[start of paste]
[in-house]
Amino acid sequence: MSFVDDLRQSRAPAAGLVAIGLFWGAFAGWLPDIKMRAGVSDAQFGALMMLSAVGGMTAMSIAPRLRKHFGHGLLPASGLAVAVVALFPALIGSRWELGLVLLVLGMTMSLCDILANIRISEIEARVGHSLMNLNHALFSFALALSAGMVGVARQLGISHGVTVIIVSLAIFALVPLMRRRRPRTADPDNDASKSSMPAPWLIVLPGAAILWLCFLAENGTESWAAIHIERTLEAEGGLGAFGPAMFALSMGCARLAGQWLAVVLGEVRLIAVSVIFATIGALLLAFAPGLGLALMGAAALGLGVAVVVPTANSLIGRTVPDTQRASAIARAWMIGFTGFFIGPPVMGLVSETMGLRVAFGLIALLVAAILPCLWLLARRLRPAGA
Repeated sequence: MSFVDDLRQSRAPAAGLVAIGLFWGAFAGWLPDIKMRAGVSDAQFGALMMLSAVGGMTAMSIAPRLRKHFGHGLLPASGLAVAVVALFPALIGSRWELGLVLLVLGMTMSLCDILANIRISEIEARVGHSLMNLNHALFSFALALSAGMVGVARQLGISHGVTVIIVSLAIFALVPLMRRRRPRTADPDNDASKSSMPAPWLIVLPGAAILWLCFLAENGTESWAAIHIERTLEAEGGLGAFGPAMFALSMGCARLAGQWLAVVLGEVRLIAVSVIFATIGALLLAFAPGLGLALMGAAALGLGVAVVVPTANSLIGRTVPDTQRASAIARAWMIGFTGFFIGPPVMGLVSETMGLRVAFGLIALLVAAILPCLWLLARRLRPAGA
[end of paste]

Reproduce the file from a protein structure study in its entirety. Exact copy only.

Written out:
[in-house]
Amino acid sequence: MSFVDDLRQSRAPAAGLVAIGLFWGAFAGWLPDIKMRAGVSDAQFGALMMLSAVGGMTAMSIAPRLRKHFGHGLLPASGLAVAVVALFPALIGSRWELGLVLLVLGMTMSLCDILANIRISEIEARVGHSLMNLNHALFSFALALSAGMVGVARQLGISHGVTVIIVSLAIFALVPLMRRRRPRTADPDNDASKSSMPAPWLIVLPGAAILWLCFLAENGTESWAAIHIERTLEAEGGLGAFGPAMFALSMGCARLAGQWLAVVLGEVRLIAVSVIFATIGALLLAFAPGLGLALMGAAALGLGVAVVVPTANSLIGRTVPDTQRASAIARAWMIGFTGFFIGPPVMGLVSETMGLRVAFGLIALLVAAILPCLWLLARRLRPAGA
Repeated sequence: MSFVDDLRQSRAPAAGLVAIGLFWGAFAGWLPDIKMRAGVSDAQFGALMMLSAVGGMTAMSIAPRLRKHFGHGLLPASGLAVAVVALFPALIGSRWELGLVLLVLGMTMSLCDILANIRISEIEARVGHSLMNLNHALFSFALALSAGMVGVARQLGISHGVTVIIVSLAIFALVPLMRRRRPRTADPDNDASKSSMPAPWLIVLPGAAILWLCFLAENGTESWAAIHIERTLEAEGGLGAFGPAMFALSMGCARLAGQWLAVVLGEVRLIAVSVIFATIGALLLAFAPGLGLALMGAAALGLGVAVVVPTANSLIGRTVPDTQRASAIARAWMIGFTGFFIGPPVMGLVSETMGLRVAFGLIALLVAAILPCLWLLARRLRPAGA